Serious? Another "NO" vote for a project which can help this area and the city of Rochester in one fell swoop? This has GOT to be the most calcified mentality toward development that I've ever seen in the many cities in which I've lived. I live in NOTA. I own rental property in NOTA. And I welcome this development! I live here because I like urban density. I like people on the street. I like businesses nearby that will only come and thrive if there are people there to purchase their goods. As for my rentals, the more peope who want to live in this area the easier it is for me to rent mine. How any business in the area (see Craft Company No6 opposition) can possibly argue against this is beyond me.
And, if you've not noticed, the City of Rochester is cash starved. How can turning a parcel from a tax exempt one to one paying taxes be anything but a good thing? I support Eastman House, but stop your whiny baby tactics and claims as to "your viewshed". It is NOT your viewshed, and if you had wanted to preserve or develop it differently you've had a number of years in which to do so. You negotiated in bad form, and now you've lost it. That's the private marketplace. Deal.
I live in this neighborhood and I own rental property in this neighborhood. I'm happy that this is being proposed and I hope it is built. Urban areasa are only urban areas if you have density. And much like a gravitational field, the more mass you have the more gets attracted to your location. How a business owner (ie. Craft Company No6) can arge so against their own self interest is beyond me. I don't know how they stay in business now with the little traffic I see there. I would think they'd be begging for this development.
BTW, just what does Prof. Obama's election have to do with the price of tea? Does anybody actually think he has something in common with the population that is the subject of this report? For all intents he is as much the beneficiary of white privilege as anyone else. On the other hand, many of the report's findings could apply to similarly situated people of other hues.
I 4th these notions!! How come nobody EVER brings up the biggest issue - having kids before you're ready. Stopping that would fix many of the other problems that come up. And it's not like getting pregnant is some disease you catch, there are easy and well-documented ways to prevent it. Of course, if your parent(s) didn't choose to use these methods, it might not be immediately obvious to you. It all starts with the PARENTS!!!
The transition from poverty to working class is the easiest of the upward transitions to be made and people born into a disadvantaged set of circumstances are in the prime position to enjoy some upward mobility, regardless of race or neighborhood. Being self-made has some unique benefits that being born with a silver spoon does not convey. Hard work builds character and a key motivating factor is to provide better opportunities for your kids than you had.
My inclination is that the failure to thrive discussed here is not due to people being black, or people being in the city, but it's primarily a lifestyle choice of the people described, e.g. a conscious decision to indulge in unproductive behaviors while gaming the social safety net instead of undertaking the hard work of self improvement, or perhaps just not realizing that there's another way to live due to lack of role models.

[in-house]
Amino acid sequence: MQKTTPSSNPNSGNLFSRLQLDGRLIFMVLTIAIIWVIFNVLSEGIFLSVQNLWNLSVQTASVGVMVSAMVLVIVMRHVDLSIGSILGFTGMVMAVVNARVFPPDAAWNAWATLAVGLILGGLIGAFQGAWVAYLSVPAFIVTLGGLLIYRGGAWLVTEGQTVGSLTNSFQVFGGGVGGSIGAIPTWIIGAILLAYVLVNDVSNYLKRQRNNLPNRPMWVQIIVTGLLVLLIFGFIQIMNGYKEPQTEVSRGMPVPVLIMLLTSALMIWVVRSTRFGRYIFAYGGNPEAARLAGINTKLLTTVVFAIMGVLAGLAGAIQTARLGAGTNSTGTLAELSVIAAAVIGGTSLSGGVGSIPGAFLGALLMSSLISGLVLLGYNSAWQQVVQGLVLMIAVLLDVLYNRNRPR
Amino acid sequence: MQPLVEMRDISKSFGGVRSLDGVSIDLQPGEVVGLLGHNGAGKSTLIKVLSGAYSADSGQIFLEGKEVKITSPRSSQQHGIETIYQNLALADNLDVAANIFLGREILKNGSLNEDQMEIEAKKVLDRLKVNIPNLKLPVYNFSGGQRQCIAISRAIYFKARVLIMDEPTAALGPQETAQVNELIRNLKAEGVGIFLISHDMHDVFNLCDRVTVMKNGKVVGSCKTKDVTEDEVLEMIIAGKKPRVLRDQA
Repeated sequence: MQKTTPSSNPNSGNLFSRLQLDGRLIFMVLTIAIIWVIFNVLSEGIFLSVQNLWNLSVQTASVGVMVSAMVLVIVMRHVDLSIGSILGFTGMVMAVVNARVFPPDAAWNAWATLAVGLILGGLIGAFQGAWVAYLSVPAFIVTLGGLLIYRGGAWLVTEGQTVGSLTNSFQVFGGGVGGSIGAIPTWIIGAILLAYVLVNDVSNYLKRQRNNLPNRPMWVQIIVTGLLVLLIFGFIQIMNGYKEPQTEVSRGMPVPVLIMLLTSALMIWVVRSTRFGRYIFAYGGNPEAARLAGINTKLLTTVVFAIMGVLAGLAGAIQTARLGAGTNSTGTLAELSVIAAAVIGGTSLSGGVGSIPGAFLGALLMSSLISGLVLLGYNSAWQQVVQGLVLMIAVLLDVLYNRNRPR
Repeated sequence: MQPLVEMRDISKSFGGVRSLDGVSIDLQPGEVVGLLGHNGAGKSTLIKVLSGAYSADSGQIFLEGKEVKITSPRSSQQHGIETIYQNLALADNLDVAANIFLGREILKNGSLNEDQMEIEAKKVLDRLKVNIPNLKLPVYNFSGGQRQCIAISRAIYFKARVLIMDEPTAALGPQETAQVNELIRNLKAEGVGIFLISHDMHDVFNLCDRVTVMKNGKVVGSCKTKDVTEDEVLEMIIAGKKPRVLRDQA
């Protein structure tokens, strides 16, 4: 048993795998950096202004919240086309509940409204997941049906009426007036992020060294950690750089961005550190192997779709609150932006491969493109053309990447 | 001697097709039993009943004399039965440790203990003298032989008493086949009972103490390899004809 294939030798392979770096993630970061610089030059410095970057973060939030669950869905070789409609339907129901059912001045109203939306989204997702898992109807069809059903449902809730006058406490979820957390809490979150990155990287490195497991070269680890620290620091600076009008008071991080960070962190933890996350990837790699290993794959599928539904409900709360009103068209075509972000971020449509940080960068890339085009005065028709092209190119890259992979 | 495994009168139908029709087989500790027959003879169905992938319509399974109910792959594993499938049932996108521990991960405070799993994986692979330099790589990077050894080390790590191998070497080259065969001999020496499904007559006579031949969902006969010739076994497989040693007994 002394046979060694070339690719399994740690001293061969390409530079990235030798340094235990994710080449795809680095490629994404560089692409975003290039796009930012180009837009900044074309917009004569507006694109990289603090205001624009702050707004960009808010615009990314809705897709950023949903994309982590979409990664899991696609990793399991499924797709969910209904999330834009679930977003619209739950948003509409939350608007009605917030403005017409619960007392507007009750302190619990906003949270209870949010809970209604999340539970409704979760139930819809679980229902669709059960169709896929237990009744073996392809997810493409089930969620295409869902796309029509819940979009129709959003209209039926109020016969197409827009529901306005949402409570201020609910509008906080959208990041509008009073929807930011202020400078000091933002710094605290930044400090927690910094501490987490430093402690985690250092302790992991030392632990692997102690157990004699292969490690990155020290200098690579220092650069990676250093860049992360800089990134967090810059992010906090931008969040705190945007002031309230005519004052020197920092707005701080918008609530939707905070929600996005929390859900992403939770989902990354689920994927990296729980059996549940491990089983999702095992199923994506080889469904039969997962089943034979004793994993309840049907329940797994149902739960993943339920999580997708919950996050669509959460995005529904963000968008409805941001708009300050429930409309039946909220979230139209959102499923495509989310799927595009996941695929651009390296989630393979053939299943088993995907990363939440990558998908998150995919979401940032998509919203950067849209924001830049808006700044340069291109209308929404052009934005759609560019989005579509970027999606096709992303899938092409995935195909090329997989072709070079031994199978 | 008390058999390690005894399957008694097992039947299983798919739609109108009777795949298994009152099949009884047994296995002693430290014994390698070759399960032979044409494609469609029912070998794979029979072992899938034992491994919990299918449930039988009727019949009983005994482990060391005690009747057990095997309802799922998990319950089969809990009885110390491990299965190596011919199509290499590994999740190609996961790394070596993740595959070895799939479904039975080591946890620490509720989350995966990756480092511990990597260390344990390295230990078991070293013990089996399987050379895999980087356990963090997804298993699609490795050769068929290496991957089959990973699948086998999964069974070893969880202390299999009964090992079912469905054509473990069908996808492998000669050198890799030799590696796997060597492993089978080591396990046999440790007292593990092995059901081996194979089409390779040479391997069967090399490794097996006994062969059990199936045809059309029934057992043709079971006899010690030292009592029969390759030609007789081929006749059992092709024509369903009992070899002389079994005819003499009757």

Echoing the other comments, the elephant in the room, to judge from this summary, is the self-perpetuating cycle of casual immorality and bastardy. Nothing will change absent an overwhelming moral and spiritual awakening.
It's like Katy said you will have more children in poverty when Mom & Dad are 15 years old. They aren't going to be the CEO of some company. It's time for those in poverty to take responsability to teach thier young to STAY in school, work hard & wait to have kids. I wasn't handed everything, I had to claw my way to were I'm at. My grandparents learned english when they moved here with nothing, both parents were poor growing up & made it to the middle class. Each generation we try to improve our kids education. You got to suck it up & roll up your sleeves.
The economic realities will remain bleak until the concepts of birth control and family planning are understood. It is pretty hard to 'raise' six children, with six different exCon/BabyDaddies with no money and no education. And that is the problem: they are not 'raised' they are released to the streets and the 'village' or 'aunts' , 'cousins' or 'grandparents.' If you look at successful black and Hispanic people, what they have in common is THEY WAITED TO HAVE CHILDREN UNTIL THEY COULD SUPPORT THEM. (Emotionally and financially)
First, thanks for your comment. In answer to the question you pose, no one will like the answer, but money is an issue. Elaine Spaull went and shook the trees so to speak for more financial help this year, which is surprising since the program's coordinators have compiled some good research from the program that's quite supportive. Students from poor households are lucky to have one or two books in the home, while middle class suburban children are frequently provided with hundreds. And children who often don't receive gifts or items in the mail take a special interest in something that is addressed to them personally. It's hard to imagine that something so subtle can have such a big impact.
Finally a reform I can get behind!
Why? It addresses one of the root causes of scholastic inadequacy and targets the fixes where they need to be: students and the families. If we can find a way to get parents on board this could really make a difference.